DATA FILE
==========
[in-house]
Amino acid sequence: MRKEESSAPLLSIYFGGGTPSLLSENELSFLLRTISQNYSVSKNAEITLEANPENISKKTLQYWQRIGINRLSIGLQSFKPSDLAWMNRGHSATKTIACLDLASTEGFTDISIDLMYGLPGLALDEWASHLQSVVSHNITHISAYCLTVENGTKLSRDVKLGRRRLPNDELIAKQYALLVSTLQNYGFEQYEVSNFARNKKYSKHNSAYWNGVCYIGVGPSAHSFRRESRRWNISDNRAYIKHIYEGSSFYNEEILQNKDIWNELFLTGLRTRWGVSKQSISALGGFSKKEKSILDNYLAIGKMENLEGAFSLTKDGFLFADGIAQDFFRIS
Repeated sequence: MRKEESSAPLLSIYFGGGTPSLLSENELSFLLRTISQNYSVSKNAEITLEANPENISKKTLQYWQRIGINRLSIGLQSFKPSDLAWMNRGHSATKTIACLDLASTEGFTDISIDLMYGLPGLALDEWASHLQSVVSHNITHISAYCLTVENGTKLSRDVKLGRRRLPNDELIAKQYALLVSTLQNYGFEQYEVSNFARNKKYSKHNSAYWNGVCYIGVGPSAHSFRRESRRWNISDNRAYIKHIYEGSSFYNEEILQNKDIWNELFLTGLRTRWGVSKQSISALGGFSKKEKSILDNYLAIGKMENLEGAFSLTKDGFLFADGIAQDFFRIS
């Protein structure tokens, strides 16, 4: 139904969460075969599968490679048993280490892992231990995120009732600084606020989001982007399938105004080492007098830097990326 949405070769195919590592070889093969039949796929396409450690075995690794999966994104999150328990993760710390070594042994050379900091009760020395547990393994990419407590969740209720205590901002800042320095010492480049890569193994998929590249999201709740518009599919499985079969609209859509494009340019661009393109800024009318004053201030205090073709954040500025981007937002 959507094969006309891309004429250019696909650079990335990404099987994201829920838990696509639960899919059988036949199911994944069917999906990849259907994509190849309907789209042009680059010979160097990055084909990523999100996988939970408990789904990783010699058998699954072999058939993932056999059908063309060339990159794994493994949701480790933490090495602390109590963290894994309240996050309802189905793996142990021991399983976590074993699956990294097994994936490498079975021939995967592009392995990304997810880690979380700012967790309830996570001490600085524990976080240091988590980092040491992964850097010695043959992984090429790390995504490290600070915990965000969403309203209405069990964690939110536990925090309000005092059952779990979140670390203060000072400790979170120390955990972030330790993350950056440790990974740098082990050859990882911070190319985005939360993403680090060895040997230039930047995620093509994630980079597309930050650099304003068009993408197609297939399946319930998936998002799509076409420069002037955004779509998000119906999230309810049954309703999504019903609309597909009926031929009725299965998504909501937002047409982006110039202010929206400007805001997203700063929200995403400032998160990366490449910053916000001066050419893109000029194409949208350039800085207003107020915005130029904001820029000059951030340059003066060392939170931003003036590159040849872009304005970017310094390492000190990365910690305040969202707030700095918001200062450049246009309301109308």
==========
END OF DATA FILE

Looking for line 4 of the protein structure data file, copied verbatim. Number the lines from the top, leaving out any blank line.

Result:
């Protein structure tokens, strides 16, 4: 139904969460075969599968490679048993280490892992231990995120009732600084606020989001982007399938105004080492007098830097990326 949405070769195919590592070889093969039949796929396409450690075995690794999966994104999150328990993760710390070594042994050379900091009760020395547990393994990419407590969740209720205590901002800042320095010492480049890569193994998929590249999201709740518009599919499985079969609209859509494009340019661009393109800024009318004053201030205090073709954040500025981007937002 959507094969006309891309004429250019696909650079990335990404099987994201829920838990696509639960899919059988036949199911994944069917999906990849259907994509190849309907789209042009680059010979160097990055084909990523999100996988939970408990789904990783010699058998699954072999058939993932056999059908063309060339990159794994493994949701480790933490090495602390109590963290894994309240996050309802189905793996142990021991399983976590074993699956990294097994994936490498079975021939995967592009392995990304997810880690979380700012967790309830996570001490600085524990976080240091988590980092040491992964850097010695043959992984090429790390995504490290600070915990965000969403309203209405069990964690939110536990925090309000005092059952779990979140670390203060000072400790979170120390955990972030330790993350950056440790990974740098082990050859990882911070190319985005939360993403680090060895040997230039930047995620093509994630980079597309930050650099304003068009993408197609297939399946319930998936998002799509076409420069002037955004779509998000119906999230309810049954309703999504019903609309597909009926031929009725299965998504909501937002047409982006110039202010929206400007805001997203700063929200995403400032998160990366490449910053916000001066050419893109000029194409949208350039800085207003107020915005130029904001820029000059951030340059003066060392939170931003003036590159040849872009304005970017310094390492000190990365910690305040969202707030700095918001200062450049246009309301109308």